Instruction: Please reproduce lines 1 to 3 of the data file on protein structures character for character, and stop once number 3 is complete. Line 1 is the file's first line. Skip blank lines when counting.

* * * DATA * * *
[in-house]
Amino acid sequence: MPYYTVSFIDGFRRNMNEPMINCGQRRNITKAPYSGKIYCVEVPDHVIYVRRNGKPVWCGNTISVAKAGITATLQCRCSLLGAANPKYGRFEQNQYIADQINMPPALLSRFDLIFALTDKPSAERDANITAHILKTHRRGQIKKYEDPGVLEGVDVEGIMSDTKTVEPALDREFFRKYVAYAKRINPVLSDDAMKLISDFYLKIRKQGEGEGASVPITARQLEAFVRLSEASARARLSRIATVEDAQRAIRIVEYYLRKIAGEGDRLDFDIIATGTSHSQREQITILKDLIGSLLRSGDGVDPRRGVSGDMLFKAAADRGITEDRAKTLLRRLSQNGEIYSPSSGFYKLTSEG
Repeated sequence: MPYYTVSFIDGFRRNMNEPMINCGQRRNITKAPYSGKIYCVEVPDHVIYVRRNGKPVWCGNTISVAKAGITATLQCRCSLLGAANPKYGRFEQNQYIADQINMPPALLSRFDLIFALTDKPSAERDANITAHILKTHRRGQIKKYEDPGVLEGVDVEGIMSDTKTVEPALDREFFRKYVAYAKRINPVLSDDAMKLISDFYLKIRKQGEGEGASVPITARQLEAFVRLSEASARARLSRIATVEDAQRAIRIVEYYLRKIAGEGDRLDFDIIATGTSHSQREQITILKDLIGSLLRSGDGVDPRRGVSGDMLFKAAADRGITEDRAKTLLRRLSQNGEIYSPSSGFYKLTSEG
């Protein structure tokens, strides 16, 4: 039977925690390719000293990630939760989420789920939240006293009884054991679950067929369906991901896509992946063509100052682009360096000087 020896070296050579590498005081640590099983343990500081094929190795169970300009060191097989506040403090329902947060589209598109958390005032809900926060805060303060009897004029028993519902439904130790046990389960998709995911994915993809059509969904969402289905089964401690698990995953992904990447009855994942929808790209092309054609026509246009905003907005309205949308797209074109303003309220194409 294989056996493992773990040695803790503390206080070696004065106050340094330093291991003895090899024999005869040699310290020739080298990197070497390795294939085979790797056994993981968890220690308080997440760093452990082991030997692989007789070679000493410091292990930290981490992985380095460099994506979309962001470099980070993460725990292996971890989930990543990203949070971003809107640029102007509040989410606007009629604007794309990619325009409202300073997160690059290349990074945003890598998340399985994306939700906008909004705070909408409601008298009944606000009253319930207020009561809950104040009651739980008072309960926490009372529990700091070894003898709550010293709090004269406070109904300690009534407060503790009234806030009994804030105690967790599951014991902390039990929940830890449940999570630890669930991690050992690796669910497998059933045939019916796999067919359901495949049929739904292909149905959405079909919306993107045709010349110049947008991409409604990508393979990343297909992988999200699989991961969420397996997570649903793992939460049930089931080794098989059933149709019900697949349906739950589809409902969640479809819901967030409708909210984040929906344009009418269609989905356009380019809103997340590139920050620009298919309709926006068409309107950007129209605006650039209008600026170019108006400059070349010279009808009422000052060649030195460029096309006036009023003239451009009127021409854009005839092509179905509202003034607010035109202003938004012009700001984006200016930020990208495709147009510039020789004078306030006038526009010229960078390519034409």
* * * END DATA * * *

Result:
[in-house]
Amino acid sequence: MPYYTVSFIDGFRRNMNEPMINCGQRRNITKAPYSGKIYCVEVPDHVIYVRRNGKPVWCGNTISVAKAGITATLQCRCSLLGAANPKYGRFEQNQYIADQINMPPALLSRFDLIFALTDKPSAERDANITAHILKTHRRGQIKKYEDPGVLEGVDVEGIMSDTKTVEPALDREFFRKYVAYAKRINPVLSDDAMKLISDFYLKIRKQGEGEGASVPITARQLEAFVRLSEASARARLSRIATVEDAQRAIRIVEYYLRKIAGEGDRLDFDIIATGTSHSQREQITILKDLIGSLLRSGDGVDPRRGVSGDMLFKAAADRGITEDRAKTLLRRLSQNGEIYSPSSGFYKLTSEG
Repeated sequence: MPYYTVSFIDGFRRNMNEPMINCGQRRNITKAPYSGKIYCVEVPDHVIYVRRNGKPVWCGNTISVAKAGITATLQCRCSLLGAANPKYGRFEQNQYIADQINMPPALLSRFDLIFALTDKPSAERDANITAHILKTHRRGQIKKYEDPGVLEGVDVEGIMSDTKTVEPALDREFFRKYVAYAKRINPVLSDDAMKLISDFYLKIRKQGEGEGASVPITARQLEAFVRLSEASARARLSRIATVEDAQRAIRIVEYYLRKIAGEGDRLDFDIIATGTSHSQREQITILKDLIGSLLRSGDGVDPRRGVSGDMLFKAAADRGITEDRAKTLLRRLSQNGEIYSPSSGFYKLTSEG